There is something magical about listening to a ballgame on the radio. It’s not for everyone, and I certainly don’t want to give up my High Definition television broadcasts. But if you have the passion for the game and can sit through a radio broadcast, you will hear something wonderful.
When I think about baseball on the radio, I think of lazy summer days. I imagine porch swings and ice-cold lemonade. I can picture old men and young kids alike gathered around a barely audible radio trying to tune the game. Clearly these are images of a time long gone, a time I never had the pleasure of enjoying. However, an occasional baseball game as heard told over radio can be a relaxing treat.
I grew up with Ted Leitner and Jerry Coleman as the radio broadcasters for the San Diego Padres. During those times as a kid when I couldn’t plop myself down in front of the television (you know when I had to tag along for grocery runs and other chores), or during the games that weren’t televised, I would listen to Ted and Jerry explain the intricacies and details of the day’s game. Jerry Coleman and his scratchy, deep voice had the unique ability to tell of playing days during World War II with the Yankees. But he could just as easily explain today’s game with the love only a former player can have.
It takes a unique individual to be able to describe a baseball game and make you feel like you’re there. If you close your eyes and just listen, you can have any seat in the park. You can feel the energy of the crowd as your team threatens to score. You can see the batter swinging for the fences. Voices like Jerry Coleman’s and Vin Scully’s, Ernie Harwell’s and Jack Buck’s add a level of respect to the broadcast. They know what they’re talking about, they deliver it in a no nonsense way, and they teach.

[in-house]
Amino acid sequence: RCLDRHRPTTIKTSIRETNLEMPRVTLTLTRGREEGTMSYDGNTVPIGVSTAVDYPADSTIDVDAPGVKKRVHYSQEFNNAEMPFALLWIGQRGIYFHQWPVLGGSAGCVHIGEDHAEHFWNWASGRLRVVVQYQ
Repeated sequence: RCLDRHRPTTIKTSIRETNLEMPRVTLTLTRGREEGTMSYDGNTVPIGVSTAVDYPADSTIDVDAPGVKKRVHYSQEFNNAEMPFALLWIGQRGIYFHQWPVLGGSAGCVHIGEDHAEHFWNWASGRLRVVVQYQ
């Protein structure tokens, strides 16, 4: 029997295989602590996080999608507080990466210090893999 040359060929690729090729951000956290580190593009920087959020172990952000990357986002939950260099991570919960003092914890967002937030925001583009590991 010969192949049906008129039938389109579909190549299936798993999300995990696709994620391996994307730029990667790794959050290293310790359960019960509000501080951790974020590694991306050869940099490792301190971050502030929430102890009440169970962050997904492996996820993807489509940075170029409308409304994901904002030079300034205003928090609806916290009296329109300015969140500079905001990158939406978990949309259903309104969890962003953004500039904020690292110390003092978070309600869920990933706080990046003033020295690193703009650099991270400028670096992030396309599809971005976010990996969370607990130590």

One of the biggest differences between a radio broadcast and television is what you get between the action. On the television broadcasts you may get some baseball stories, but you will also hear about the kid in section 210 who just dropped his ice cream. Or you will hear about the two kids that just got engaged on the big screen. With a radio broadcast you will hear of behind the scenes stories experienced by the broadcaster. You will hear of chance encounters with some of baseball’s greats. And you will learn about the game.
The next time you find yourself away from your television or on the road, turn on the radio. Let the soothing sound of baseball filter through your speakers. Let the voices of experience and knowledge tell you a story. While radio might be a medium of the past, let those voices from the past carry you away to a ballpark near or far.